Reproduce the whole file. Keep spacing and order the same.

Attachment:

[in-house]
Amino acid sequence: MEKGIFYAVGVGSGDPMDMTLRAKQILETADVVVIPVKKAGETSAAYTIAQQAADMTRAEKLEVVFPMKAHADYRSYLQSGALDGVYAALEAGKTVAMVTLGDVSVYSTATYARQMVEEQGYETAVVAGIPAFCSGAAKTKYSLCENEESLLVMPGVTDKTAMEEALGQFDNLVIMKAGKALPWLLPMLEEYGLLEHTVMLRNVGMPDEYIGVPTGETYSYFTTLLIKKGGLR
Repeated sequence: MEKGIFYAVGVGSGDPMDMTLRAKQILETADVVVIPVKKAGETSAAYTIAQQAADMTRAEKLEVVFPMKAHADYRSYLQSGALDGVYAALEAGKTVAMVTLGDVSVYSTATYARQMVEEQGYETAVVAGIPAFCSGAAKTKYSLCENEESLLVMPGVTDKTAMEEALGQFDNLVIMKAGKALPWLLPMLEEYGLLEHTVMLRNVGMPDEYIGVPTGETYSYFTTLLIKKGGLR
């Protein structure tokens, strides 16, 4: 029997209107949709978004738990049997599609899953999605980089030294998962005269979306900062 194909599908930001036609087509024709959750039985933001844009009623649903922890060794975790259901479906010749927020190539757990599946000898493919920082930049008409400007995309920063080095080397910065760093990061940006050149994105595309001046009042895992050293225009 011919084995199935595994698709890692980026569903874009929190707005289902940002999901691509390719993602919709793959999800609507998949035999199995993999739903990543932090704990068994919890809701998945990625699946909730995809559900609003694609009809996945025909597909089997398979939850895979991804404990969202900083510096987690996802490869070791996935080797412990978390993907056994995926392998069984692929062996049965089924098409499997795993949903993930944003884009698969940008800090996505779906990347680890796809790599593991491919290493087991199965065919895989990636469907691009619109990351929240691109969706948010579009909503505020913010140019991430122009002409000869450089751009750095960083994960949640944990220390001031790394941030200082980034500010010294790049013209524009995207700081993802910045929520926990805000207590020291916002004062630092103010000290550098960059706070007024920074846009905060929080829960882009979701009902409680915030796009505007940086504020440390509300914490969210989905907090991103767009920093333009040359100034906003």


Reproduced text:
[in-house]
Amino acid sequence: MEKGIFYAVGVGSGDPMDMTLRAKQILETADVVVIPVKKAGETSAAYTIAQQAADMTRAEKLEVVFPMKAHADYRSYLQSGALDGVYAALEAGKTVAMVTLGDVSVYSTATYARQMVEEQGYETAVVAGIPAFCSGAAKTKYSLCENEESLLVMPGVTDKTAMEEALGQFDNLVIMKAGKALPWLLPMLEEYGLLEHTVMLRNVGMPDEYIGVPTGETYSYFTTLLIKKGGLR
Repeated sequence: MEKGIFYAVGVGSGDPMDMTLRAKQILETADVVVIPVKKAGETSAAYTIAQQAADMTRAEKLEVVFPMKAHADYRSYLQSGALDGVYAALEAGKTVAMVTLGDVSVYSTATYARQMVEEQGYETAVVAGIPAFCSGAAKTKYSLCENEESLLVMPGVTDKTAMEEALGQFDNLVIMKAGKALPWLLPMLEEYGLLEHTVMLRNVGMPDEYIGVPTGETYSYFTTLLIKKGGLR
């Protein structure tokens, strides 16, 4: 029997209107949709978004738990049997599609899953999605980089030294998962005269979306900062 194909599908930001036609087509024709959750039985933001844009009623649903922890060794975790259901479906010749927020190539757990599946000898493919920082930049008409400007995309920063080095080397910065760093990061940006050149994105595309001046009042895992050293225009 011919084995199935595994698709890692980026569903874009929190707005289902940002999901691509390719993602919709793959999800609507998949035999199995993999739903990543932090704990068994919890809701998945990625699946909730995809559900609003694609009809996945025909597909089997398979939850895979991804404990969202900083510096987690996802490869070791996935080797412990978390993907056994995926392998069984692929062996049965089924098409499997795993949903993930944003884009698969940008800090996505779906990347680890796809790599593991491919290493087991199965065919895989990636469907691009619109990351929240691109969706948010579009909503505020913010140019991430122009002409000869450089751009750095960083994960949640944990220390001031790394941030200082980034500010010294790049013209524009995207700081993802910045929520926990805000207590020291916002004062630092103010000290550098960059706070007024920074846009905060929080829960882009979701009902409680915030796009505007940086504020440390509300914490969210989905907090991103767009920093333009040359100034906003």